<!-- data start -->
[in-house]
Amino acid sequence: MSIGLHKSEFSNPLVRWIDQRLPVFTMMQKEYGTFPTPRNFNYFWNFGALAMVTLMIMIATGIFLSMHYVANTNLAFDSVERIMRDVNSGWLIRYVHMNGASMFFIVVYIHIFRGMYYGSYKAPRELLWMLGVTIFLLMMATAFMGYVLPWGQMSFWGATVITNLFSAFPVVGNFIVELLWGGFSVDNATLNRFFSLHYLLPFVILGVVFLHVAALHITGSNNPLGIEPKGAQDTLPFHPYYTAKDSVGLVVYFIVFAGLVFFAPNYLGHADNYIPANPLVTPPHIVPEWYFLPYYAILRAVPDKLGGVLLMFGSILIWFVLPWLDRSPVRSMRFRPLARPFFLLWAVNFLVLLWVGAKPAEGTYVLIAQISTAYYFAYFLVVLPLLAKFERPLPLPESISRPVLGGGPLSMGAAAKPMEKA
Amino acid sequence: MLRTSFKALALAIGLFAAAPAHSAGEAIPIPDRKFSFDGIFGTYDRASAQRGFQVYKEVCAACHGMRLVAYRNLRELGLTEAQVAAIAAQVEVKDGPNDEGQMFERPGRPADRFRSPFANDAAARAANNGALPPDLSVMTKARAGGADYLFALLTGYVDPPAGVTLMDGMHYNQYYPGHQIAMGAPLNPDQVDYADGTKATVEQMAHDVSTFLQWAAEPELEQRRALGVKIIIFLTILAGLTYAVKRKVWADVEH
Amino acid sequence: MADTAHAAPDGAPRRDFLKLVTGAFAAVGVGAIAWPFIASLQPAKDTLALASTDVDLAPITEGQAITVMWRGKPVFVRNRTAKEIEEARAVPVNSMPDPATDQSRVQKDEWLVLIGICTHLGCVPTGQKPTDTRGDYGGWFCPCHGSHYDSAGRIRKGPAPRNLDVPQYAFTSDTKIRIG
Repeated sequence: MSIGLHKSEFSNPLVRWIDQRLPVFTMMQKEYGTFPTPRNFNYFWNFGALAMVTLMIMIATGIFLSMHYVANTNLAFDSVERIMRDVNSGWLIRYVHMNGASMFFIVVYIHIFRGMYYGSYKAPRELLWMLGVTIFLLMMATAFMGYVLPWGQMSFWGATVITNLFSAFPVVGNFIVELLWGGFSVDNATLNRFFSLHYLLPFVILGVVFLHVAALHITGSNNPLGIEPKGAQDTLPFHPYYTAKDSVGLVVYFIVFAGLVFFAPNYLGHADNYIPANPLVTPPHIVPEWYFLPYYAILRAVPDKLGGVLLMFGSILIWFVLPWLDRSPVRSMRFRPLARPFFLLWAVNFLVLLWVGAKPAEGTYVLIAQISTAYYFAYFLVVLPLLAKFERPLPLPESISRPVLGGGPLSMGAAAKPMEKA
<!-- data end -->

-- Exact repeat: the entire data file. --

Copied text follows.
[in-house]
Amino acid sequence: MSIGLHKSEFSNPLVRWIDQRLPVFTMMQKEYGTFPTPRNFNYFWNFGALAMVTLMIMIATGIFLSMHYVANTNLAFDSVERIMRDVNSGWLIRYVHMNGASMFFIVVYIHIFRGMYYGSYKAPRELLWMLGVTIFLLMMATAFMGYVLPWGQMSFWGATVITNLFSAFPVVGNFIVELLWGGFSVDNATLNRFFSLHYLLPFVILGVVFLHVAALHITGSNNPLGIEPKGAQDTLPFHPYYTAKDSVGLVVYFIVFAGLVFFAPNYLGHADNYIPANPLVTPPHIVPEWYFLPYYAILRAVPDKLGGVLLMFGSILIWFVLPWLDRSPVRSMRFRPLARPFFLLWAVNFLVLLWVGAKPAEGTYVLIAQISTAYYFAYFLVVLPLLAKFERPLPLPESISRPVLGGGPLSMGAAAKPMEKA
Amino acid sequence: MLRTSFKALALAIGLFAAAPAHSAGEAIPIPDRKFSFDGIFGTYDRASAQRGFQVYKEVCAACHGMRLVAYRNLRELGLTEAQVAAIAAQVEVKDGPNDEGQMFERPGRPADRFRSPFANDAAARAANNGALPPDLSVMTKARAGGADYLFALLTGYVDPPAGVTLMDGMHYNQYYPGHQIAMGAPLNPDQVDYADGTKATVEQMAHDVSTFLQWAAEPELEQRRALGVKIIIFLTILAGLTYAVKRKVWADVEH
Amino acid sequence: MADTAHAAPDGAPRRDFLKLVTGAFAAVGVGAIAWPFIASLQPAKDTLALASTDVDLAPITEGQAITVMWRGKPVFVRNRTAKEIEEARAVPVNSMPDPATDQSRVQKDEWLVLIGICTHLGCVPTGQKPTDTRGDYGGWFCPCHGSHYDSAGRIRKGPAPRNLDVPQYAFTSDTKIRIG
Repeated sequence: MSIGLHKSEFSNPLVRWIDQRLPVFTMMQKEYGTFPTPRNFNYFWNFGALAMVTLMIMIATGIFLSMHYVANTNLAFDSVERIMRDVNSGWLIRYVHMNGASMFFIVVYIHIFRGMYYGSYKAPRELLWMLGVTIFLLMMATAFMGYVLPWGQMSFWGATVITNLFSAFPVVGNFIVELLWGGFSVDNATLNRFFSLHYLLPFVILGVVFLHVAALHITGSNNPLGIEPKGAQDTLPFHPYYTAKDSVGLVVYFIVFAGLVFFAPNYLGHADNYIPANPLVTPPHIVPEWYFLPYYAILRAVPDKLGGVLLMFGSILIWFVLPWLDRSPVRSMRFRPLARPFFLLWAVNFLVLLWVGAKPAEGTYVLIAQISTAYYFAYFLVVLPLLAKFERPLPLPESISRPVLGGGPLSMGAAAKPMEKA